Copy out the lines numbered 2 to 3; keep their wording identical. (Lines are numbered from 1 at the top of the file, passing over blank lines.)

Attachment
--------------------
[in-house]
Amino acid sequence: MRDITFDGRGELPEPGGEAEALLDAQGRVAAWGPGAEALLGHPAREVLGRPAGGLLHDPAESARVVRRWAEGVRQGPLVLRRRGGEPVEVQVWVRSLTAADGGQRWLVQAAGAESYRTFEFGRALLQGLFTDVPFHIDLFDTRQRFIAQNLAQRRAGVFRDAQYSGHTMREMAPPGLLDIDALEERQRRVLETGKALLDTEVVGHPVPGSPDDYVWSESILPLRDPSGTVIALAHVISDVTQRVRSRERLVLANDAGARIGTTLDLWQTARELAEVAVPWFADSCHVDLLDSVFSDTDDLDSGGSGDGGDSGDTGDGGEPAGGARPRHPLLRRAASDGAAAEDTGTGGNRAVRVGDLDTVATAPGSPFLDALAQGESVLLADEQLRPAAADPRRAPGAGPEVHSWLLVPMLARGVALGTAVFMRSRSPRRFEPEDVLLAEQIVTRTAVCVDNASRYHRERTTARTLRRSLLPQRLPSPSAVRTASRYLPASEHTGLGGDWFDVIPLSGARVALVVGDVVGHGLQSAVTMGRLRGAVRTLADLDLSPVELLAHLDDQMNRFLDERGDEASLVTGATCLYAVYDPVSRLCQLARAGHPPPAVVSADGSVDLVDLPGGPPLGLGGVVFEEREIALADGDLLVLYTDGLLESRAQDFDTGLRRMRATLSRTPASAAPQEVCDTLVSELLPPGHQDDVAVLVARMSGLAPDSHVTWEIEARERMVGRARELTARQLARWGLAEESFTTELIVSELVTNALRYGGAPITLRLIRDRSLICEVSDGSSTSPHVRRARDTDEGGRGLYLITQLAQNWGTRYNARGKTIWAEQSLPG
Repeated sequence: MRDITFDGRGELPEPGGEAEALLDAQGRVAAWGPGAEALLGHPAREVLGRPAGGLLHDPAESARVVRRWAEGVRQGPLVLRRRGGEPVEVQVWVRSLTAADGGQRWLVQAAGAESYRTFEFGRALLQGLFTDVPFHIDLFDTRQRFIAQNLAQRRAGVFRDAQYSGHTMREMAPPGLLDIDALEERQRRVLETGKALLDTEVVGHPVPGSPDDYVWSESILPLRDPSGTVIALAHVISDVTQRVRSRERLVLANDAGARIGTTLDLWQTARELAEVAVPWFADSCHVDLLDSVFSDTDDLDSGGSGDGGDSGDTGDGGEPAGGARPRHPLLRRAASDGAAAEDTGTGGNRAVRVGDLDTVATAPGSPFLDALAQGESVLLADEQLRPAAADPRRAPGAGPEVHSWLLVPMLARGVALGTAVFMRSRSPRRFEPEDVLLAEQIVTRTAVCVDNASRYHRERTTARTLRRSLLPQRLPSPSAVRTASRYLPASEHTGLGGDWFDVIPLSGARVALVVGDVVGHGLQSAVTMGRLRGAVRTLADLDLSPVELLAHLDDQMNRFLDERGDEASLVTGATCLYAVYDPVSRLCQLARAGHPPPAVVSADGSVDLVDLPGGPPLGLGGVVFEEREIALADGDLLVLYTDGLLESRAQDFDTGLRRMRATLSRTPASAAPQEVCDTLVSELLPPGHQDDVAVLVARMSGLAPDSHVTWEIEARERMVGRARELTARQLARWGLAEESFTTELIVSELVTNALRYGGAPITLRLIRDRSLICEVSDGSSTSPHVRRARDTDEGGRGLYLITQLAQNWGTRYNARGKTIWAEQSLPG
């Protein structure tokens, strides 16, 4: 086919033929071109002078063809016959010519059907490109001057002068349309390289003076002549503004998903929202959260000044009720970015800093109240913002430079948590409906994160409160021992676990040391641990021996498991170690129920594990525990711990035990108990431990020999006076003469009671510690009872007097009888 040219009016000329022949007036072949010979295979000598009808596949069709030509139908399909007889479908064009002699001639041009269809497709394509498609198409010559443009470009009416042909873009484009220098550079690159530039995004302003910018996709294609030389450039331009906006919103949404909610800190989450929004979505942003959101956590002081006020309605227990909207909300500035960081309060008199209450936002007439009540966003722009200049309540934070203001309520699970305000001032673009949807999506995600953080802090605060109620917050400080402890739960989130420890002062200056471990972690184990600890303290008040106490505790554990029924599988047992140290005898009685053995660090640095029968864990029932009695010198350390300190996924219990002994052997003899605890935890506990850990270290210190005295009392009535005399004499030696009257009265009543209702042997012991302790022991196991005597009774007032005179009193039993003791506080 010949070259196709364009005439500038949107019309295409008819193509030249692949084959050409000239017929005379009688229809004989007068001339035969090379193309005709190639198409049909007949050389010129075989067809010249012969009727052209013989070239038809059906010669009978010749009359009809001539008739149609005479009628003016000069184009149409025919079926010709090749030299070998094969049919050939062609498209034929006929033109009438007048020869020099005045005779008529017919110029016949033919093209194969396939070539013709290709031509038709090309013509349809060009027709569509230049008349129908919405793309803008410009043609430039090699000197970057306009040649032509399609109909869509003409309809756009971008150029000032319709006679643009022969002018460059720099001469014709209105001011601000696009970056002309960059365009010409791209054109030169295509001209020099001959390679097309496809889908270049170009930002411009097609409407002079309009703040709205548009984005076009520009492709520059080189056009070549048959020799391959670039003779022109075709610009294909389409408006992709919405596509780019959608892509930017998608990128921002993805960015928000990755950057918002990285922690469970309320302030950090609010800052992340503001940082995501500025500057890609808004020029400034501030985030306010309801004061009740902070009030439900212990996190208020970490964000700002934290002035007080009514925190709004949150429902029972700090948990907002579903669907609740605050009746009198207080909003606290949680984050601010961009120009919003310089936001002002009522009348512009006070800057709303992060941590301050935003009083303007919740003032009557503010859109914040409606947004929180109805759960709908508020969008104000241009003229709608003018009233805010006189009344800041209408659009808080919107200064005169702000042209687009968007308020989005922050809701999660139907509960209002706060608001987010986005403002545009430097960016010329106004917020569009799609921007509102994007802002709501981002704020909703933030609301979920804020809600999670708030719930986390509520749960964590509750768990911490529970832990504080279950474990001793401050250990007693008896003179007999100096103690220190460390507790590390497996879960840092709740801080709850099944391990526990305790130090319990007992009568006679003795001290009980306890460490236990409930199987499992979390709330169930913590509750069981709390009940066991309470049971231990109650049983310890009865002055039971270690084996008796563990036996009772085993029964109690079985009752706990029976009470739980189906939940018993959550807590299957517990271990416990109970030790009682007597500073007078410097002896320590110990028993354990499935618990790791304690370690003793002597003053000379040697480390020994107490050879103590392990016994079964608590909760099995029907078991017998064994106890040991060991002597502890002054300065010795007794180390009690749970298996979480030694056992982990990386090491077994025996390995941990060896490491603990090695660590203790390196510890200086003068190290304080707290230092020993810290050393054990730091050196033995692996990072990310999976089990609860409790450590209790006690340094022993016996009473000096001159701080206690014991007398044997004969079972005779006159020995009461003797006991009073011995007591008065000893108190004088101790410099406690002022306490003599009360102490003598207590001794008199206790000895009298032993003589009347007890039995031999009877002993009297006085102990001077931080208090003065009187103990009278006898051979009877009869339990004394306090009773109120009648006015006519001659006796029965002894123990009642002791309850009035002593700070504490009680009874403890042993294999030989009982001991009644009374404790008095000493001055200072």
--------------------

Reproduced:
Amino acid sequence: MRDITFDGRGELPEPGGEAEALLDAQGRVAAWGPGAEALLGHPAREVLGRPAGGLLHDPAESARVVRRWAEGVRQGPLVLRRRGGEPVEVQVWVRSLTAADGGQRWLVQAAGAESYRTFEFGRALLQGLFTDVPFHIDLFDTRQRFIAQNLAQRRAGVFRDAQYSGHTMREMAPPGLLDIDALEERQRRVLETGKALLDTEVVGHPVPGSPDDYVWSESILPLRDPSGTVIALAHVISDVTQRVRSRERLVLANDAGARIGTTLDLWQTARELAEVAVPWFADSCHVDLLDSVFSDTDDLDSGGSGDGGDSGDTGDGGEPAGGARPRHPLLRRAASDGAAAEDTGTGGNRAVRVGDLDTVATAPGSPFLDALAQGESVLLADEQLRPAAADPRRAPGAGPEVHSWLLVPMLARGVALGTAVFMRSRSPRRFEPEDVLLAEQIVTRTAVCVDNASRYHRERTTARTLRRSLLPQRLPSPSAVRTASRYLPASEHTGLGGDWFDVIPLSGARVALVVGDVVGHGLQSAVTMGRLRGAVRTLADLDLSPVELLAHLDDQMNRFLDERGDEASLVTGATCLYAVYDPVSRLCQLARAGHPPPAVVSADGSVDLVDLPGGPPLGLGGVVFEEREIALADGDLLVLYTDGLLESRAQDFDTGLRRMRATLSRTPASAAPQEVCDTLVSELLPPGHQDDVAVLVARMSGLAPDSHVTWEIEARERMVGRARELTARQLARWGLAEESFTTELIVSELVTNALRYGGAPITLRLIRDRSLICEVSDGSSTSPHVRRARDTDEGGRGLYLITQLAQNWGTRYNARGKTIWAEQSLPG
Repeated sequence: MRDITFDGRGELPEPGGEAEALLDAQGRVAAWGPGAEALLGHPAREVLGRPAGGLLHDPAESARVVRRWAEGVRQGPLVLRRRGGEPVEVQVWVRSLTAADGGQRWLVQAAGAESYRTFEFGRALLQGLFTDVPFHIDLFDTRQRFIAQNLAQRRAGVFRDAQYSGHTMREMAPPGLLDIDALEERQRRVLETGKALLDTEVVGHPVPGSPDDYVWSESILPLRDPSGTVIALAHVISDVTQRVRSRERLVLANDAGARIGTTLDLWQTARELAEVAVPWFADSCHVDLLDSVFSDTDDLDSGGSGDGGDSGDTGDGGEPAGGARPRHPLLRRAASDGAAAEDTGTGGNRAVRVGDLDTVATAPGSPFLDALAQGESVLLADEQLRPAAADPRRAPGAGPEVHSWLLVPMLARGVALGTAVFMRSRSPRRFEPEDVLLAEQIVTRTAVCVDNASRYHRERTTARTLRRSLLPQRLPSPSAVRTASRYLPASEHTGLGGDWFDVIPLSGARVALVVGDVVGHGLQSAVTMGRLRGAVRTLADLDLSPVELLAHLDDQMNRFLDERGDEASLVTGATCLYAVYDPVSRLCQLARAGHPPPAVVSADGSVDLVDLPGGPPLGLGGVVFEEREIALADGDLLVLYTDGLLESRAQDFDTGLRRMRATLSRTPASAAPQEVCDTLVSELLPPGHQDDVAVLVARMSGLAPDSHVTWEIEARERMVGRARELTARQLARWGLAEESFTTELIVSELVTNALRYGGAPITLRLIRDRSLICEVSDGSSTSPHVRRARDTDEGGRGLYLITQLAQNWGTRYNARGKTIWAEQSLPG